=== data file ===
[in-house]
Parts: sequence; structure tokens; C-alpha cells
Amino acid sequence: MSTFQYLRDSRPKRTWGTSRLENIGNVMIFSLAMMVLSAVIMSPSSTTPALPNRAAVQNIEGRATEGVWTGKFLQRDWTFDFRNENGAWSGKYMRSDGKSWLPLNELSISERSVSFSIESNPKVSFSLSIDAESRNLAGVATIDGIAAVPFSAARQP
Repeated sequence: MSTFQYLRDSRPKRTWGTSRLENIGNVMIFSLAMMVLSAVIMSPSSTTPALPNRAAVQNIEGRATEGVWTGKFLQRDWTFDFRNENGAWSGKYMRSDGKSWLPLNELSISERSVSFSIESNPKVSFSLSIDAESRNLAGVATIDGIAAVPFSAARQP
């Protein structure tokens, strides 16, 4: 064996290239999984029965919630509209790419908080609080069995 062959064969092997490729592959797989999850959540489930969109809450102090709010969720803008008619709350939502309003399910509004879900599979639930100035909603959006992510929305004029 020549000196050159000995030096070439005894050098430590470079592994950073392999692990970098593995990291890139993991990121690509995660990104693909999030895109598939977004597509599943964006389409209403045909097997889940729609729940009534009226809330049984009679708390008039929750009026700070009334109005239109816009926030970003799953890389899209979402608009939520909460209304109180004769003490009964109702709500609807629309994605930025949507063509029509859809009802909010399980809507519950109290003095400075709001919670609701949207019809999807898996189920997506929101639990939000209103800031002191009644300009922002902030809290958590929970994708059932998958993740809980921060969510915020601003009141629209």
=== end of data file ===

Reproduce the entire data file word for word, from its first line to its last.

[in-house]
Parts: sequence; structure tokens; C-alpha cells
Amino acid sequence: MSTFQYLRDSRPKRTWGTSRLENIGNVMIFSLAMMVLSAVIMSPSSTTPALPNRAAVQNIEGRATEGVWTGKFLQRDWTFDFRNENGAWSGKYMRSDGKSWLPLNELSISERSVSFSIESNPKVSFSLSIDAESRNLAGVATIDGIAAVPFSAARQP
Repeated sequence: MSTFQYLRDSRPKRTWGTSRLENIGNVMIFSLAMMVLSAVIMSPSSTTPALPNRAAVQNIEGRATEGVWTGKFLQRDWTFDFRNENGAWSGKYMRSDGKSWLPLNELSISERSVSFSIESNPKVSFSLSIDAESRNLAGVATIDGIAAVPFSAARQP
């Protein structure tokens, strides 16, 4: 064996290239999984029965919630509209790419908080609080069995 062959064969092997490729592959797989999850959540489930969109809450102090709010969720803008008619709350939502309003399910509004879900599979639930100035909603959006992510929305004029 020549000196050159000995030096070439005894050098430590470079592994950073392999692990970098593995990291890139993991990121690509995660990104693909999030895109598939977004597509599943964006389409209403045909097997889940729609729940009534009226809330049984009679708390008039929750009026700070009334109005239109816009926030970003799953890389899209979402608009939520909460209304109180004769003490009964109702709500609807629309994605930025949507063509029509859809009802909010399980809507519950109290003095400075709001919670609701949207019809999807898996189920997506929101639990939000209103800031002191009644300009922002902030809290958590929970994708059932998958993740809980921060969510915020601003009141629209």